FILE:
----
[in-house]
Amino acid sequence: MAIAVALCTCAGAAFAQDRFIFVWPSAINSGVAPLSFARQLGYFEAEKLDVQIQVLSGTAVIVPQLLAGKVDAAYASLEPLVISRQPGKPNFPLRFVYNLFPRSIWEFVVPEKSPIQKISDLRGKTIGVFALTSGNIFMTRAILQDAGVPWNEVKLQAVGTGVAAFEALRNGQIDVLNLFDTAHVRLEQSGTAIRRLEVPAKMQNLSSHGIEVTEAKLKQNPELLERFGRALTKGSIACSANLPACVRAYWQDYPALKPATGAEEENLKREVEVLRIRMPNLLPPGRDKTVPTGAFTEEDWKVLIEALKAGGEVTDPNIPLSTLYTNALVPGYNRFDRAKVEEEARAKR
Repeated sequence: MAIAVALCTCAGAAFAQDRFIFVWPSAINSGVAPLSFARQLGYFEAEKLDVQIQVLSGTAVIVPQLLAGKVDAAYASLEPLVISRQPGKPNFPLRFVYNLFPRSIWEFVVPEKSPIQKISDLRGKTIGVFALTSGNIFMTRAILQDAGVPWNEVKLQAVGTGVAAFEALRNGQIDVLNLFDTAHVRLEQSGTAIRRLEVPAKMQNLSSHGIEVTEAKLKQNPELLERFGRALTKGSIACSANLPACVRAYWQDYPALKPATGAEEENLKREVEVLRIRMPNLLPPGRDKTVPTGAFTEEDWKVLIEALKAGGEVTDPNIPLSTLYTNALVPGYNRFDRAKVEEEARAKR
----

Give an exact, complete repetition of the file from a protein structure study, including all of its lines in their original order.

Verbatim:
[in-house]
Amino acid sequence: MAIAVALCTCAGAAFAQDRFIFVWPSAINSGVAPLSFARQLGYFEAEKLDVQIQVLSGTAVIVPQLLAGKVDAAYASLEPLVISRQPGKPNFPLRFVYNLFPRSIWEFVVPEKSPIQKISDLRGKTIGVFALTSGNIFMTRAILQDAGVPWNEVKLQAVGTGVAAFEALRNGQIDVLNLFDTAHVRLEQSGTAIRRLEVPAKMQNLSSHGIEVTEAKLKQNPELLERFGRALTKGSIACSANLPACVRAYWQDYPALKPATGAEEENLKREVEVLRIRMPNLLPPGRDKTVPTGAFTEEDWKVLIEALKAGGEVTDPNIPLSTLYTNALVPGYNRFDRAKVEEEARAKR
Repeated sequence: MAIAVALCTCAGAAFAQDRFIFVWPSAINSGVAPLSFARQLGYFEAEKLDVQIQVLSGTAVIVPQLLAGKVDAAYASLEPLVISRQPGKPNFPLRFVYNLFPRSIWEFVVPEKSPIQKISDLRGKTIGVFALTSGNIFMTRAILQDAGVPWNEVKLQAVGTGVAAFEALRNGQIDVLNLFDTAHVRLEQSGTAIRRLEVPAKMQNLSSHGIEVTEAKLKQNPELLERFGRALTKGSIACSANLPACVRAYWQDYPALKPATGAEEENLKREVEVLRIRMPNLLPPGRDKTVPTGAFTEEDWKVLIEALKAGGEVTDPNIPLSTLYTNALVPGYNRFDRAKVEEEARAKR